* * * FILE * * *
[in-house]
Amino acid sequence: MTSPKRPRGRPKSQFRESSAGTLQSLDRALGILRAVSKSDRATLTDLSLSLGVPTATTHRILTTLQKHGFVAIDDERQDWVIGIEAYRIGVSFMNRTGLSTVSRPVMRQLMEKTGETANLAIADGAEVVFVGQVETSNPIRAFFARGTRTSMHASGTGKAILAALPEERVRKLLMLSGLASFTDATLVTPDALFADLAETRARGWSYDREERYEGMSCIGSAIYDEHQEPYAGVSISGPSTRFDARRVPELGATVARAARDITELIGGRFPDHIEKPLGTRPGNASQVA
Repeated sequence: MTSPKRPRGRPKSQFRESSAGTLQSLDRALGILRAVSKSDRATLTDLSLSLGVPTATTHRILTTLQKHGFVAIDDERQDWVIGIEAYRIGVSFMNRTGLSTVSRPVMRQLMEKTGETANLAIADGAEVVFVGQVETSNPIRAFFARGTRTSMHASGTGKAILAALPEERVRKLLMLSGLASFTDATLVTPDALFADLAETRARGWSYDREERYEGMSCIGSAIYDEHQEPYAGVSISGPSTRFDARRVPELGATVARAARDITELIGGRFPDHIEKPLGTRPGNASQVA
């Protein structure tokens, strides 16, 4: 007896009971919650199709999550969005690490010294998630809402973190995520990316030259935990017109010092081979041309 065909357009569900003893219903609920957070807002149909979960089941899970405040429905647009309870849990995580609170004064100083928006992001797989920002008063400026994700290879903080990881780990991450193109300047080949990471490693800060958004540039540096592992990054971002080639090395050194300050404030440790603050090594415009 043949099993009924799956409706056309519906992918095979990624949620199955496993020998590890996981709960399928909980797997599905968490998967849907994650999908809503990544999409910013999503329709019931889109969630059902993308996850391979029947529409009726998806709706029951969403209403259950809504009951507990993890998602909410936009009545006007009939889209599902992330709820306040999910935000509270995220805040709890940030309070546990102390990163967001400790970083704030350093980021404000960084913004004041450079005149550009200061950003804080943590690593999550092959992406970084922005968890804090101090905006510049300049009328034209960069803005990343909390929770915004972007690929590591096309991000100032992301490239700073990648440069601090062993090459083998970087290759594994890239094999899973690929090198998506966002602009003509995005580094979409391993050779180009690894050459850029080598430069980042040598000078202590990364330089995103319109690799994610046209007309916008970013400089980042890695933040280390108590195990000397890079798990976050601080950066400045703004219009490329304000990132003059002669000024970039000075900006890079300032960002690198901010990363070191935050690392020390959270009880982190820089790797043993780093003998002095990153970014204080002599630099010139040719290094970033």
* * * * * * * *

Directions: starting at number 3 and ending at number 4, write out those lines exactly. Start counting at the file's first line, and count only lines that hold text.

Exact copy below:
Repeated sequence: MTSPKRPRGRPKSQFRESSAGTLQSLDRALGILRAVSKSDRATLTDLSLSLGVPTATTHRILTTLQKHGFVAIDDERQDWVIGIEAYRIGVSFMNRTGLSTVSRPVMRQLMEKTGETANLAIADGAEVVFVGQVETSNPIRAFFARGTRTSMHASGTGKAILAALPEERVRKLLMLSGLASFTDATLVTPDALFADLAETRARGWSYDREERYEGMSCIGSAIYDEHQEPYAGVSISGPSTRFDARRVPELGATVARAARDITELIGGRFPDHIEKPLGTRPGNASQVA
């Protein structure tokens, strides 16, 4: 007896009971919650199709999550969005690490010294998630809402973190995520990316030259935990017109010092081979041309 065909357009569900003893219903609920957070807002149909979960089941899970405040429905647009309870849990995580609170004064100083928006992001797989920002008063400026994700290879903080990881780990991450193109300047080949990471490693800060958004540039540096592992990054971002080639090395050194300050404030440790603050090594415009 043949099993009924799956409706056309519906992918095979990624949620199955496993020998590890996981709960399928909980797997599905968490998967849907994650999908809503990544999409910013999503329709019931889109969630059902993308996850391979029947529409009726998806709706029951969403209403259950809504009951507990993890998602909410936009009545006007009939889209599902992330709820306040999910935000509270995220805040709890940030309070546990102390990163967001400790970083704030350093980021404000960084913004004041450079005149550009200061950003804080943590690593999550092959992406970084922005968890804090101090905006510049300049009328034209960069803005990343909390929770915004972007690929590591096309991000100032992301490239700073990648440069601090062993090459083998970087290759594994890239094999899973690929090198998506966002602009003509995005580094979409391993050779180009690894050459850029080598430069980042040598000078202590990364330089995103319109690799994610046209007309916008970013400089980042890695933040280390108590195990000397890079798990976050601080950066400045703004219009490329304000990132003059002669000024970039000075900006890079300032960002690198901010990363070191935050690392020390959270009880982190820089790797043993780093003998002095990153970014204080002599630099010139040719290094970033």